Gallery 19

This past weekend, I had the good fortune of attending Gallery 19‘s public show. Gallery 19 is a co-op art gallery located in the heights on 19th street, one and a half blocks off west of Yale (613 1/2 W. 19th Street, Suite A)..

I had the fortune of being invited by my friend, David Weaver, who was having the first showing of several of his pieces. I was quite impressed with the Gallery 19 space. While it is a smallish location (cramming 50+ people in, all milling around looking at works is interesting, to say the least), the quality and diversity of work in the gallery more than make up for the small space. Add to this the fact that this public show included activities on the back “patio” area (lot beside and behind the gallery). In this outside area were many photographers and artists, as well as a small stage that featured a jazz band, keyboardist, and guitarist, at varying times throughout the night. Additionally, four local graffiti artists were asked to “tag up” the long wall of the gallery. Although two of the four did not finish by the time I departed (around 10:30pm), I was quite impressed with the wall.

Gallery 19 has a history of “everybody” shows, inviting the public to attend and browse through their gallery. These events are informal attire (in fact, I felt extremely overdressed, having worn a tie), and welcome to all. The next “everybody” show is on October 1st, 2005. Seven days later, on Saturday and Sunday October 8th-9th, Gallery 19 is featuring a SmoothJazz Fest.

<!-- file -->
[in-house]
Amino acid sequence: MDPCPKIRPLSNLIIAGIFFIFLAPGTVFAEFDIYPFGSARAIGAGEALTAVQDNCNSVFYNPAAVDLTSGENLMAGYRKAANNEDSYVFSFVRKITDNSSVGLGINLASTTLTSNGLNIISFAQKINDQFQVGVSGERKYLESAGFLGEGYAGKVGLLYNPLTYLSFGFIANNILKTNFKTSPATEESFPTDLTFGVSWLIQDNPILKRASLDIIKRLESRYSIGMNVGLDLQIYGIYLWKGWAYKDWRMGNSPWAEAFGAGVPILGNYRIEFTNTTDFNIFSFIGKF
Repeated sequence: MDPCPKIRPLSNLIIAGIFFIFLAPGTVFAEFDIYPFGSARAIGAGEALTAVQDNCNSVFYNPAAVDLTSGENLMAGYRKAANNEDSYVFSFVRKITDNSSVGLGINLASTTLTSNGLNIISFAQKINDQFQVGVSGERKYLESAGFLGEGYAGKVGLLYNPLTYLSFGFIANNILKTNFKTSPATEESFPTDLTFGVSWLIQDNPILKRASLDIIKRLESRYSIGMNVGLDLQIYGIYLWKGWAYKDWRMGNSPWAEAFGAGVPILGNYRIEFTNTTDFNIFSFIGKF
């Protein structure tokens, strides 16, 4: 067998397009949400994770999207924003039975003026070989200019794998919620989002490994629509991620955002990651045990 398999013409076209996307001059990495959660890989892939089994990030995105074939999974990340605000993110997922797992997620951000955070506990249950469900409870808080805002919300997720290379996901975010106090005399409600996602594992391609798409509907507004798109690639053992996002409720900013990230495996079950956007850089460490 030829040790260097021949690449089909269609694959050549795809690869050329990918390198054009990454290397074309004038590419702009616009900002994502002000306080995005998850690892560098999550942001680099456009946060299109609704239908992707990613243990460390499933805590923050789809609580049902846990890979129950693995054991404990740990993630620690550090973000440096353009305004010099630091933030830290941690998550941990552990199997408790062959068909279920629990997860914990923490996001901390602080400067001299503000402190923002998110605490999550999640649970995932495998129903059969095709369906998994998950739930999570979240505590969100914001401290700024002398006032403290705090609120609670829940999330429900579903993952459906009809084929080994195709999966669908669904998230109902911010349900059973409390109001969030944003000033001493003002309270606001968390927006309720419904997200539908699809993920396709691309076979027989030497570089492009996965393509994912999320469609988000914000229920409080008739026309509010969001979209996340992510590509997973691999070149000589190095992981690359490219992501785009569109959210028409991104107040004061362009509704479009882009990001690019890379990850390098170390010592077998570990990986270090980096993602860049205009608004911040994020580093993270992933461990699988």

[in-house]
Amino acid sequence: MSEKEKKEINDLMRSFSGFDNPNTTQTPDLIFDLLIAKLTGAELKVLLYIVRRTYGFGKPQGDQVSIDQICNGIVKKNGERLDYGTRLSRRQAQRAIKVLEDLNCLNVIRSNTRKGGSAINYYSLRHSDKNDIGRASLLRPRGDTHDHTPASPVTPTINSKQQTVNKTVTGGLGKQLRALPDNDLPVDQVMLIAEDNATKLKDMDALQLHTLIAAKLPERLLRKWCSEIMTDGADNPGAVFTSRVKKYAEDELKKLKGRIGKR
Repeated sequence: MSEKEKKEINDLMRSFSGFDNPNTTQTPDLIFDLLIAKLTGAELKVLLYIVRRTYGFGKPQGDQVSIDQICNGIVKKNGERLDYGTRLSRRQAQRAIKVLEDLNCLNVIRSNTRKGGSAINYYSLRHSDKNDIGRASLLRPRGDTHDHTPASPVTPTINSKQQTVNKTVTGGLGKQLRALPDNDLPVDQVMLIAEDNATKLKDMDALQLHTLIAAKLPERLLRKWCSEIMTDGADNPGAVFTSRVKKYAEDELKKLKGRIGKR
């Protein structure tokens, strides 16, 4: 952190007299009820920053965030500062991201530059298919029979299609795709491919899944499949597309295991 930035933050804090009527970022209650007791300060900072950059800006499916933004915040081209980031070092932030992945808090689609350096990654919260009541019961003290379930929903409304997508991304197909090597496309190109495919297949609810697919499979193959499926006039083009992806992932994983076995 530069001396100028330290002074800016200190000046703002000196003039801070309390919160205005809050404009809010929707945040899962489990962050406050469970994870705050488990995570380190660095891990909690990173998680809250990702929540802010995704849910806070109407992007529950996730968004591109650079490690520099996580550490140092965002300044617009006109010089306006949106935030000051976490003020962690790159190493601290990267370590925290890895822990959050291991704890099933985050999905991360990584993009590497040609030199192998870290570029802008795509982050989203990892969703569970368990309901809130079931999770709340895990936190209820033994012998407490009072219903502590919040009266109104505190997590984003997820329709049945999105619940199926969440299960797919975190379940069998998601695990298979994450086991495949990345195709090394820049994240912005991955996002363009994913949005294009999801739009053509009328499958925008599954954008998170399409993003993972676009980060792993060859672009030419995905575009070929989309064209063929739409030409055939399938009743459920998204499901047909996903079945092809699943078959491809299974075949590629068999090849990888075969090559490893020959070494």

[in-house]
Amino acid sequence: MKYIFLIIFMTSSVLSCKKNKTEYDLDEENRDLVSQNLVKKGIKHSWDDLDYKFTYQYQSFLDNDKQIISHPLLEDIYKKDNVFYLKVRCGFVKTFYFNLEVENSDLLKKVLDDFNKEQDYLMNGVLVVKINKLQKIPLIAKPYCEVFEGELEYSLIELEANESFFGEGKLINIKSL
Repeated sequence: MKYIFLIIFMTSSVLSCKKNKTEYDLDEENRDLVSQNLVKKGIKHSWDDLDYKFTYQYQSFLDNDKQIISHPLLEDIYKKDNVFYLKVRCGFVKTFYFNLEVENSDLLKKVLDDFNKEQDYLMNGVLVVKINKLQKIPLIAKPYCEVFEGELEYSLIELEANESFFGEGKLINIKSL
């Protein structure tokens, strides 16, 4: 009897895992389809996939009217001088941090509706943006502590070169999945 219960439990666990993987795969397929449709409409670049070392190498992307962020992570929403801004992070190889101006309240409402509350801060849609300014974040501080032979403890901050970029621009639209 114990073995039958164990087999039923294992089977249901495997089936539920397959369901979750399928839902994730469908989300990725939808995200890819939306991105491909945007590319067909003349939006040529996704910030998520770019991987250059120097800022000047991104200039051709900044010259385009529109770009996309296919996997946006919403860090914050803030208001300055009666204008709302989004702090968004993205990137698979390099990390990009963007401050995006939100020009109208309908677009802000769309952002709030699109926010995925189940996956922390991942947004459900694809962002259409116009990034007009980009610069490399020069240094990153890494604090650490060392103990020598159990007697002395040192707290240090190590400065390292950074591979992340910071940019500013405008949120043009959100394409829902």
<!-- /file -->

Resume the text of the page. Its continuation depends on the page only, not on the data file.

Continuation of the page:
Gallery 19 features all local artists, and seems to be striving to obtain that community feel that the Houston art community seems to have lost over the yers. In fact, Gallery 19 is including artists who work not only in traditional techniques, but also those who show their talent in differing ways, including Polly Bynum (gemstones, jewelry, treasure boxes, “fairy” clay sculpture), and Christian Perkins (a personal favourite) who uses mixed media and “found objects” on wood. Gallery 19 is also the proud home of the Unicyle Artist, Mick McCorkle.

While you don’t, neccisarily, get that “down-home,” comfy feeling upon walking into the gallery; after spending only a couple of minutes speaking with the artists, I felt at ease, and in the “groove,” so to speak. I highly reccommend checking out Gallery 19 and some of its artists (including Michael-Ann Belin, Amos Garcia, and Jill Griffith).

(For more information on Gallery 19, visit its website, or call curator Marie Weichman at 713.869.2551.)

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